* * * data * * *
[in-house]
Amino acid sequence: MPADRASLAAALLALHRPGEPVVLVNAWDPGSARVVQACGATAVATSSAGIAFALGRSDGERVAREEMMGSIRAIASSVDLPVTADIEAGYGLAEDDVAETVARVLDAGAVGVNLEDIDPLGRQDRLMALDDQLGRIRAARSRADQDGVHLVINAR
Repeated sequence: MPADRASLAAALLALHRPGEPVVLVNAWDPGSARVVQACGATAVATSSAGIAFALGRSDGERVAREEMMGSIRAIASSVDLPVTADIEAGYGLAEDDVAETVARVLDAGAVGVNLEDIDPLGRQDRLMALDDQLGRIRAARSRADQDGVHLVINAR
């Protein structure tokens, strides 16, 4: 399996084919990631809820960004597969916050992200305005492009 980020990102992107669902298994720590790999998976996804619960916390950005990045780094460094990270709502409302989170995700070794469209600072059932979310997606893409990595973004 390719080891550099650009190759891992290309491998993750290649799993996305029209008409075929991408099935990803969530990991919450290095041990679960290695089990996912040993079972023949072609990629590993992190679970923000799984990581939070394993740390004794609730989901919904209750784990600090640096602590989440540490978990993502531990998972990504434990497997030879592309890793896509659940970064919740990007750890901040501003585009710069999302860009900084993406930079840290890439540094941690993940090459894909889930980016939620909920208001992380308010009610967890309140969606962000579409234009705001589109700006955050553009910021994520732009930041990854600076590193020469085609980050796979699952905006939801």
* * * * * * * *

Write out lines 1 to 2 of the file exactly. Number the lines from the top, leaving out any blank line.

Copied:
[in-house]
Amino acid sequence: MPADRASLAAALLALHRPGEPVVLVNAWDPGSARVVQACGATAVATSSAGIAFALGRSDGERVAREEMMGSIRAIASSVDLPVTADIEAGYGLAEDDVAETVARVLDAGAVGVNLEDIDPLGRQDRLMALDDQLGRIRAARSRADQDGVHLVINAR